Corruption Matters - December 2015 - Issue 46

In other news

One of the goals of the ICAC is to educate public sector agencies, public officials and members of the public about corruption and how to report it. Training workshops, rural outreach visits and other engagements are undertaken by ICAC staff throughout the year to achieve this goal.


Mexican journalist, author and human rights activist Lydia Cacho had the audience spellbound at the opening of the Australian Public Sector Anti-Corruption Conference (APSACC) in November. Speaking to a packed auditorium at the Brisbane Convention and Exhibition Centre, Ms Cacho was riveting in her retelling of “the telephone call that changed [her] life” and led her to becoming the first woman in Mexican history to take to trial an organised crime ring involved in child pornography, sexual tourism and trafficking of women.

In 2000, Ms Cacho founded a shelter for abused women and children in Cancun, Mexico. Since then, it has been a refuge for tens of thousands of women and children fleeing abuse. A published author, she was won numerous awards for her unwavering defense of human rights and journalistic freedom.

She spoke to conference participants about the need for her to navigate a “maze of linking good people” within the Mexican public service over several years to eventually file a federal suit against a governor, district attorney and judge for corruption and attempted rape in prison.

Lydia Cacho's picture

Renowned journalist Lydia Cacho addressed some 500 participants at the opening of the 5th Australian Public Sector Anti-Corruption Conference in Brisbane, 17–19 November 2015.

The three-day conference was officially opened by Queensland Premier Annastacia Palaszczuk, who mirrored Ms Cacho’s sentiment of the need to put integrity at the top of the public sector agenda.

Keynote speakers included Alexandra Wrage of Trace International, Kerry Schott, former managing director and CEO of Sydney Water and Martin Kreutner of the International Anti-Corruption Academy in Austria. Daniel Kaufmann of the Natural Resource Governance Institute was unable to attend the conference in person and provided a multimedia presentation on how corruption has evolved and strategies to address it.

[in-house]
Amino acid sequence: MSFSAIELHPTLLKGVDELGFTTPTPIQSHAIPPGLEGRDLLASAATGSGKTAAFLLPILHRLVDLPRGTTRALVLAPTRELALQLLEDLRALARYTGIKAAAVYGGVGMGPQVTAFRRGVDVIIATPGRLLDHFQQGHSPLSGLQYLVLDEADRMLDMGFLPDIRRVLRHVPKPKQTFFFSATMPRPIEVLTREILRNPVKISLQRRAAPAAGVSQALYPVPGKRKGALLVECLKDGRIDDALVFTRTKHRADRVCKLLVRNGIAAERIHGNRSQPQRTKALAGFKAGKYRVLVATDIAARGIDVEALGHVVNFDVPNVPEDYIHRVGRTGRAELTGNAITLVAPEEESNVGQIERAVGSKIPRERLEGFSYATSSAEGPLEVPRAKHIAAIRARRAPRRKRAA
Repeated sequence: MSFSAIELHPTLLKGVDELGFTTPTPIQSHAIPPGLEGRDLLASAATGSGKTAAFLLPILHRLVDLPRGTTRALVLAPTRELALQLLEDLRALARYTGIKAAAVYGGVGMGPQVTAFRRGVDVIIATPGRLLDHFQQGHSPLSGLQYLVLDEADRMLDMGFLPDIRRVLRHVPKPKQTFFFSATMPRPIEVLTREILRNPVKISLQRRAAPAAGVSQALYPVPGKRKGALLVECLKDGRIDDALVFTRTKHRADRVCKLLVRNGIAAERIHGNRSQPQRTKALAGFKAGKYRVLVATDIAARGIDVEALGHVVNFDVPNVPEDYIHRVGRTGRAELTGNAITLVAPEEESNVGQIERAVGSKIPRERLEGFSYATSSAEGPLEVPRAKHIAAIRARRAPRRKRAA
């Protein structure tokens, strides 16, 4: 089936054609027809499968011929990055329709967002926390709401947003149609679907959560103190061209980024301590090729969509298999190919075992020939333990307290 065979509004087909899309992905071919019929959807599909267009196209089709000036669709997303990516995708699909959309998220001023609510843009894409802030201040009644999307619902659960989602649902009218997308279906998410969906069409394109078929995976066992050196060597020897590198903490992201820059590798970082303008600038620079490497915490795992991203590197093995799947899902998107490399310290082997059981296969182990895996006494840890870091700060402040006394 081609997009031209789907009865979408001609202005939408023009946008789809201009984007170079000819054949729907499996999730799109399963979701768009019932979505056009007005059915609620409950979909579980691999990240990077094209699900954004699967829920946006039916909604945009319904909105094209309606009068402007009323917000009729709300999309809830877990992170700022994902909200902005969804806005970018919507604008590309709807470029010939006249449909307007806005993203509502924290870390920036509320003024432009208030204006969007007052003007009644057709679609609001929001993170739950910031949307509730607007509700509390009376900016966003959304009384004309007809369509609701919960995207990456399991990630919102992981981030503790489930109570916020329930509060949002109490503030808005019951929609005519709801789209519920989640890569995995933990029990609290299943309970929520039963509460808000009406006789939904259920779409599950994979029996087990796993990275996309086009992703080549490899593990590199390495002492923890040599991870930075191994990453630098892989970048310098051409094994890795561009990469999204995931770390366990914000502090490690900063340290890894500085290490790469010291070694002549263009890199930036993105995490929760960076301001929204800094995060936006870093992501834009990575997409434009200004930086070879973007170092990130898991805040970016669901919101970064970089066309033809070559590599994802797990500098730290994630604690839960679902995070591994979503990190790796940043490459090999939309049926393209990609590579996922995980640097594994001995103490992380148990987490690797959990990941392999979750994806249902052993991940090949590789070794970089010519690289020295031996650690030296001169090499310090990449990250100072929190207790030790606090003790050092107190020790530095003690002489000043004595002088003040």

APSACC is a biennial conference jointly run by the NSW ICAC, the Queensland Crime and Corruption Commission and the Western Australian Corruption and Crime Commission. The 6th APSACC is planned to take place in Western Australia 2017.

A picture from APSACC

APSACC 2015 officials included [L–R] the Hon Megan Latham, Commissioner, NSW Independent Commission Against Corruption, the Hon John McKechnie QC, Commissioner, Western Australian Corruption and Crime Commission, the Hon Annastacia Palaszckuk MP, Premier of Queensland and Minister of the Arts, Lydia Cacho, human rights activist and author, Alexandra Wrage, President, Trace International, and Alan MacSporran QC, Chairman, Queensland Crime and Corruption Commission.

Executive course

In October 2015, 35 participants secured a spot in “Strategic responses to corruption”, a four-day course run jointly by the ICAC and the Australia and New Zealand School of Government. Ten of these placements were a result of scholarships that are awarded competitively every year.

The course is aimed at executive and senior managers who have operational responsibility for work areas that have significant risk for corruption. Participants are then able to apply the skills and concepts acquired in the course to the corruption risks identified.

In addition to the executive short course, the ICAC offers free workshops across NSW throughout the year to help public authorities and public officials understand how and why corruption occurs, where the opportunities for corruption may be and how it can be prevented, detected, investigated and addressed. Three new workshops were introduced in 2015 to the existing workshops series.

For detailed information on all training opportunities, visit the Commission’s website. To request an in-house workshop, send an email to or telephone the Commission on 02 8281 5729 or 1800 463 909.


The ICAC’s final outreach visit for 2015 took place in December in the Blue Mountains. ICAC Commissioner, the Hon Megan Latham, hosted a community leaders' breakfast, which was attended by local councillors and representatives from state government agencies, schools and community interest groups.

The visit included workshops to increase awareness about corruption risks and learn ways to minimise corrupt conduct. Altogether, approximately 100 people participated in the outreach activities.

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